Over the last two decades, comic book movies have become the most reliable tentpoles out there. As Disney swallows up Fox and capitalizes on Sony characters, there's really only Warner Bros. out there as its direct competition. Marvel versus DC.

But Marvel has the obvious and greatest lead imaginable—20-plus movies in an interconnected universe grossing billions of dollars. Until recently, DC looked far behind. But with movies like Matt Reeves's The Batman and Todd Philip's Joker, they've swung the pendulum back a bit. Nipping at the heels. But DC lacks something huge that Marvel has had from the start: cohesive leadership.

Now, Warner Bros. is looking for someone to lead DC into the next era. 

Warner Bros. Discovery CEO David Zaslav is exploring turning DC into its own vertical, and looking for a Kevin Feige-style leader to help bring cohesion to the brand. The goal is to have more of a unified voice and to revitalize characters like Superman and other members of their deep catalog. To make sure TV and films coming from the catalog can fit together and build a universe that someday might rival Marvel.

But that's a lot of words, and not an easy-moving target to hit. They have a Reeves Batman trilogy happening. They have an Aquaman sequel, a Wonder Woman sequel, a Shazam sequel, and Black Adam all coming out. Some of those movies are interconnected. Some are not. 

While this can read as ambitious, I think it might be the exact wrong way to go about making this sector of WB successful.

Let's look at the movies the fans have embraced the most: The Batman, Wonder Woman, Joker, and James Gunn's Suicide Squad. These are all critically acclaimed movies that made a lot of money (or debuted on HBO Max, securing subscribers). They're not interconnected at all. and all of them have very distinct people behind the camera capturing their own visions, not trying to paint within an extended universe.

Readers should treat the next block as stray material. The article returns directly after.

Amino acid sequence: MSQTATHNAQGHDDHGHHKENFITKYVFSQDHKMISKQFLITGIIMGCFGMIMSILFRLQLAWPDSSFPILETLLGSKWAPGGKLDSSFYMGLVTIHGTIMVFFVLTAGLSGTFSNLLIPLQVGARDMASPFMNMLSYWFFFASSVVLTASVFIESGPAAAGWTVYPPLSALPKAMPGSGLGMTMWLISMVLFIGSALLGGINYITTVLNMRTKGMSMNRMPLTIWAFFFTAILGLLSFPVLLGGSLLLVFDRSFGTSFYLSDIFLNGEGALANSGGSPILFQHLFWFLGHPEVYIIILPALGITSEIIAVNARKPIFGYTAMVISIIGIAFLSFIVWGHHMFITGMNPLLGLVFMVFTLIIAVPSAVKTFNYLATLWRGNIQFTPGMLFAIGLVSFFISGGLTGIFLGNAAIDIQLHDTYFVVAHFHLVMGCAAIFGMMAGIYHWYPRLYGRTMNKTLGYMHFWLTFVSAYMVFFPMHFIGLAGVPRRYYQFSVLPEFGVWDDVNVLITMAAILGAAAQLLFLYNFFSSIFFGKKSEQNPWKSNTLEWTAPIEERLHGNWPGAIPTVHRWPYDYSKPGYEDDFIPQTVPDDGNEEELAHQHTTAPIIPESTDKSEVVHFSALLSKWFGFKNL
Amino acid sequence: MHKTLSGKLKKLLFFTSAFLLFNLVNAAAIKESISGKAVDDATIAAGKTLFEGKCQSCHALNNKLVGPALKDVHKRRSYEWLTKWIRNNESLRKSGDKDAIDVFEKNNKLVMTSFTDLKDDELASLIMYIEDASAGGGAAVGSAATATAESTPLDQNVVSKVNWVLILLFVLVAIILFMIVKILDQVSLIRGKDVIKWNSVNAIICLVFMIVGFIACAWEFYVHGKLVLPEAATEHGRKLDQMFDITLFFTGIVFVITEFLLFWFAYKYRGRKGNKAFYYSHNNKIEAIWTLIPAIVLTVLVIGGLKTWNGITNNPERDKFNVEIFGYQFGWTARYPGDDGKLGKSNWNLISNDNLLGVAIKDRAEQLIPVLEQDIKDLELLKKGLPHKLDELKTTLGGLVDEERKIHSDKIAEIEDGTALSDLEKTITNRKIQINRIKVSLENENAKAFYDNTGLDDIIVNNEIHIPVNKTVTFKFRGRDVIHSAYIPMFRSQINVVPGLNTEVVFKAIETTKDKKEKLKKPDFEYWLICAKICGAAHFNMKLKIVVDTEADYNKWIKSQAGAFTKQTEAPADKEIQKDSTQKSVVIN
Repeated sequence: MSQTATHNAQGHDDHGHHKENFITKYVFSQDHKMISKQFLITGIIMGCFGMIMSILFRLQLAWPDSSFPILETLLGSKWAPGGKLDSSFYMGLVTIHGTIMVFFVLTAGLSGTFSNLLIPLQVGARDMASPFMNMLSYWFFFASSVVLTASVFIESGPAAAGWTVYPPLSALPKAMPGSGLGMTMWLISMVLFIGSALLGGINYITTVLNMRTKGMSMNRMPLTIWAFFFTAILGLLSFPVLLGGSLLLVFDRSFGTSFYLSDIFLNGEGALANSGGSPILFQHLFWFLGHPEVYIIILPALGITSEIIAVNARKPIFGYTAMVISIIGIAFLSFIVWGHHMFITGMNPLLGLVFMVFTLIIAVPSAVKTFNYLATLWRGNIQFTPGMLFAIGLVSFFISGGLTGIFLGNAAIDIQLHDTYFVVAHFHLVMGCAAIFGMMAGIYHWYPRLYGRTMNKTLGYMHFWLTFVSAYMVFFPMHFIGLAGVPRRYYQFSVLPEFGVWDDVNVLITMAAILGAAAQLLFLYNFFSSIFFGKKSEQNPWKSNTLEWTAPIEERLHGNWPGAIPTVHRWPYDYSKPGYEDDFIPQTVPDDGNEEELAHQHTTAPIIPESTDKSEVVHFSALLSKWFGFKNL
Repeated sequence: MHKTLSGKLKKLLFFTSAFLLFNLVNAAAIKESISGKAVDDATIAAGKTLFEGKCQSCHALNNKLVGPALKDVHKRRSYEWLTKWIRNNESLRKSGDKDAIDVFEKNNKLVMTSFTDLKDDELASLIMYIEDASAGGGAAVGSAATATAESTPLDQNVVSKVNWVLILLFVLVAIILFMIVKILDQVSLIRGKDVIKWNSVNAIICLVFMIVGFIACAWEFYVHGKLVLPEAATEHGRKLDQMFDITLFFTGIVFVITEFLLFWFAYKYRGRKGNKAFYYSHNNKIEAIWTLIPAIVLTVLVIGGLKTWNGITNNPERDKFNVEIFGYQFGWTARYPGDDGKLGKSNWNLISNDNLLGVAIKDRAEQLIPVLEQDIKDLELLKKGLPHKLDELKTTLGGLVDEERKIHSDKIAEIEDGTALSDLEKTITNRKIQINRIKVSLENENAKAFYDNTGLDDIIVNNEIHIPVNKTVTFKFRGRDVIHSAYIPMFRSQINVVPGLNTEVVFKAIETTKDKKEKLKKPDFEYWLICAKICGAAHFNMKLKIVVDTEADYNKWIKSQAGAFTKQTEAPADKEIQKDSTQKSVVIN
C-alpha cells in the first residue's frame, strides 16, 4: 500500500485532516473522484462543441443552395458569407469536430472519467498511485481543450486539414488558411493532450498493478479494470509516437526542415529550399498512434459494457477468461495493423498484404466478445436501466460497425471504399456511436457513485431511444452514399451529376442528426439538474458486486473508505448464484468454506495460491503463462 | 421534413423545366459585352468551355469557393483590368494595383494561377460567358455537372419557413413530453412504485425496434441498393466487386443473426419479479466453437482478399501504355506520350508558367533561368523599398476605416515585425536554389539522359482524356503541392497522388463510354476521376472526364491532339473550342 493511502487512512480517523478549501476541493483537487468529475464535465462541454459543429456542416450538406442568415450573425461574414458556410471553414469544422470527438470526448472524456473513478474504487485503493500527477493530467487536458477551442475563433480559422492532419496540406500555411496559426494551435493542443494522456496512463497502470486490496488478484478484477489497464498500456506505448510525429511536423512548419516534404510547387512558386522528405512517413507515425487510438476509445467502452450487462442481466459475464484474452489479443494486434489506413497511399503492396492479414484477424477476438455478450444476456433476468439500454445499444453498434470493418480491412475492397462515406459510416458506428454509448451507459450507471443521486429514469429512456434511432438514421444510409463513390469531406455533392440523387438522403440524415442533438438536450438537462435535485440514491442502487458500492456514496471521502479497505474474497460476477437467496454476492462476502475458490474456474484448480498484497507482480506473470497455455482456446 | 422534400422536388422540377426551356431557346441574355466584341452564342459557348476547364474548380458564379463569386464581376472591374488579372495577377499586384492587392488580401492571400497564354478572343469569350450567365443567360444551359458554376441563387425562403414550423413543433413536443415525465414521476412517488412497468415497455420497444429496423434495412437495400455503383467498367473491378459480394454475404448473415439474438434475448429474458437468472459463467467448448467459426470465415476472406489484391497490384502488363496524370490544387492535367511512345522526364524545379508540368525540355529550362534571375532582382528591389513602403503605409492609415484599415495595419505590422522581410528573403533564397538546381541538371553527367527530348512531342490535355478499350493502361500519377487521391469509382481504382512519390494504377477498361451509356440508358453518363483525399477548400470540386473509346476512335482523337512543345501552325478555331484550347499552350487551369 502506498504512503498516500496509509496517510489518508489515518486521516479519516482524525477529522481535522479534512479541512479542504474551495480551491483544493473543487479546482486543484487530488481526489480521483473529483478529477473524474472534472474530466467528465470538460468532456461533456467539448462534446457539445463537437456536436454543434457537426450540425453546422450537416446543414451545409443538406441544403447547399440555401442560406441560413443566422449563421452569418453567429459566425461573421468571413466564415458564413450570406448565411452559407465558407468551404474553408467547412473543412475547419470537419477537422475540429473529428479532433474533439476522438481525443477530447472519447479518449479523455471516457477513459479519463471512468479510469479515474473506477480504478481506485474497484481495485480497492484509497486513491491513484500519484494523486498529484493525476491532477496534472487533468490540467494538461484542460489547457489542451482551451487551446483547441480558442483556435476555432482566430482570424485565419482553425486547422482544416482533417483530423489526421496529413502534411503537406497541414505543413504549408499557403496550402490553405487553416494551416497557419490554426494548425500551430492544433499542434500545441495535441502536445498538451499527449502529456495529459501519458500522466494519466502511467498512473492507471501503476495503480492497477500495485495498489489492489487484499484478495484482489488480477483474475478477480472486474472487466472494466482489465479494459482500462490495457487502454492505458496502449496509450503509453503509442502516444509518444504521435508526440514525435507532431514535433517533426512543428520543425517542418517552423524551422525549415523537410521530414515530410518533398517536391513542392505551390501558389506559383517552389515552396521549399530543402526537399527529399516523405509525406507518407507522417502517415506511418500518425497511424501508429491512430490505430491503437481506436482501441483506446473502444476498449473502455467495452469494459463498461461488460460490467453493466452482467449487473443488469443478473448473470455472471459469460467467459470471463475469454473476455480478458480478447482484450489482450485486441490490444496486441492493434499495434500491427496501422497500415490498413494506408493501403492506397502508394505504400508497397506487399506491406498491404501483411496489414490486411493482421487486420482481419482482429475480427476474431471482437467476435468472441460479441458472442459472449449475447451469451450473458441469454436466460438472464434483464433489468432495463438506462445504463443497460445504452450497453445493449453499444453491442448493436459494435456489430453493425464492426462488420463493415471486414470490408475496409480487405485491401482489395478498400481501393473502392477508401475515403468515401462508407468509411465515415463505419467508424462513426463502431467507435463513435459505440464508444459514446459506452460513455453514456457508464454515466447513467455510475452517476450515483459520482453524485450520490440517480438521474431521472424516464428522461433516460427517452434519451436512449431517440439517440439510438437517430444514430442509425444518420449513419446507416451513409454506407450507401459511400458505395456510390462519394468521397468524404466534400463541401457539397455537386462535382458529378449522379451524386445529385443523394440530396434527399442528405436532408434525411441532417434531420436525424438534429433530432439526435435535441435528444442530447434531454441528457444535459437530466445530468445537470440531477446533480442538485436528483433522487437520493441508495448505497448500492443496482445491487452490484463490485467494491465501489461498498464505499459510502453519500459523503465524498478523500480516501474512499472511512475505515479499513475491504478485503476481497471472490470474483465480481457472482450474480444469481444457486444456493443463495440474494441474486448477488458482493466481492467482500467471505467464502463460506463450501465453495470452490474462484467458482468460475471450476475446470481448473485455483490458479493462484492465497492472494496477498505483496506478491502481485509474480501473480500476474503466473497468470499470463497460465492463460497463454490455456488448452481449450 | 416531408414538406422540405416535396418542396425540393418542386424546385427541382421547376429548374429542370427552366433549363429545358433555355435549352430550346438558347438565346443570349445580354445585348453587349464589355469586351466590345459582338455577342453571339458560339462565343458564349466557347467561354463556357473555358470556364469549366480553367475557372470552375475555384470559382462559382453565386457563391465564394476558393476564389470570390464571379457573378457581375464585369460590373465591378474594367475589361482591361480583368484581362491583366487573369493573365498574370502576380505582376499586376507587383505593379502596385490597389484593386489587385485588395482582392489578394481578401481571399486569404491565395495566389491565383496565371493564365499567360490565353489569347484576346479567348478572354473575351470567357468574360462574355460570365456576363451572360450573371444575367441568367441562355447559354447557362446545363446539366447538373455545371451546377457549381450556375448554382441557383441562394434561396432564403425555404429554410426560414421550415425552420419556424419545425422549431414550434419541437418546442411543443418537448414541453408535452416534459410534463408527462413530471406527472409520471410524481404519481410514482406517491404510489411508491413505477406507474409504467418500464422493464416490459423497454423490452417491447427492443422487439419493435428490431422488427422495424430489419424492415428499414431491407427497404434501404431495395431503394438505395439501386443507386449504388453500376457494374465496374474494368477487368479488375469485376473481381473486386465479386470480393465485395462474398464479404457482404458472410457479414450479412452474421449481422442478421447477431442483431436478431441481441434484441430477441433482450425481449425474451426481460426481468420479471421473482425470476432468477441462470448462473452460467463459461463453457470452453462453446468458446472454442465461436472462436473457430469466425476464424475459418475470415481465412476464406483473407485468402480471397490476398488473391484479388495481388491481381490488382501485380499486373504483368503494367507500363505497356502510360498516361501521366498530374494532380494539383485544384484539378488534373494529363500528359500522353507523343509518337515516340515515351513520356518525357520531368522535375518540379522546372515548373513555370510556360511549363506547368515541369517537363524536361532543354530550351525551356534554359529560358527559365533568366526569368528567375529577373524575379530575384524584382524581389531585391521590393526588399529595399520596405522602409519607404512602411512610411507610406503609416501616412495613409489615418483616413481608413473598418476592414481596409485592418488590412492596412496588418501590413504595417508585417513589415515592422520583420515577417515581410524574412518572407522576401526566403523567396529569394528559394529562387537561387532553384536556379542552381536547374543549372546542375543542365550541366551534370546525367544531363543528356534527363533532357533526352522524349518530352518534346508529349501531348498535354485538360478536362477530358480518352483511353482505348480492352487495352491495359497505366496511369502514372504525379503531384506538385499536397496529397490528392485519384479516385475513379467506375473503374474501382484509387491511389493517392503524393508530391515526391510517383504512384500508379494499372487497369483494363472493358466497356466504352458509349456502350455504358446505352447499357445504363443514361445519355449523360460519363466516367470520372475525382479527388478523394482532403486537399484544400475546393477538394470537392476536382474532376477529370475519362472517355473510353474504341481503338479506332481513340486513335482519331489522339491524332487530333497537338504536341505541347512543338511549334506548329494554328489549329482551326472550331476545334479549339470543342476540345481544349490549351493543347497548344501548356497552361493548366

You could argue that the worst thing DC has done is trying to make movies they want to fit next to one another.

The Snyderverse failed. It was never really given a shot to succeed, and I will absolutely agree that his Justice League is far and away a better movie. But there's no going back to him running DC. It's time to move forward.

The original films they tried to thrust in a Justice League have their ups and downs. You could safely say that the DC brand didn't understand what it could be until it got rid of the chains of being tied together, and let directors branch out.

This is where I think they actually need to embrace something wholly different than Marvel. Don't force heroes to be interconnected, allow them to be anything a creative team wants. 

The thing is, DC has found so much success letting directors embrace their weird and wild visions. From a Joker movie that's King of Comedy to a nihilistic Suicide Squad with a successful TV offshoot—even Birds of Prey has a determined director doing her own thing. Imagine if DC, instead of spending time trying to do team-up movies, did something like "The Year of Batman" (inspired by Batman: Black and White) where they gave four directors $100 million each and let them go off and make their own Batman movies. Give them free rein to try different things, different villains, styles, maybe even ratings.

You could have a crazy blockbuster year with standalone movies that don't owe any creativity to anything except being good. 

You could still have a visionary shepherding all of this, but think about how modern comic books work. They have tons of characters across an array of genres. They tell many different stories under one banner.

Do that. Hire an executive who sees the value in unique voices. While you could argue Marvel's team-up movies made a lot of money, they also cost a ton. And the financial investment to build toward them is several billion.

Instead, you can make that money just by making a better product. Nothing is stopping DC from releasing a few hero movies a year if they have a leader who keeps budgets down and finds people who have divergent visions. Then, as they did with Batman and Suicide Squad, you can spin off stories into TV shows without worrying about where they fit in the universe. Or develop great TV under the same reasoning system. 

But that's just my take. Let me know what you think in the comments.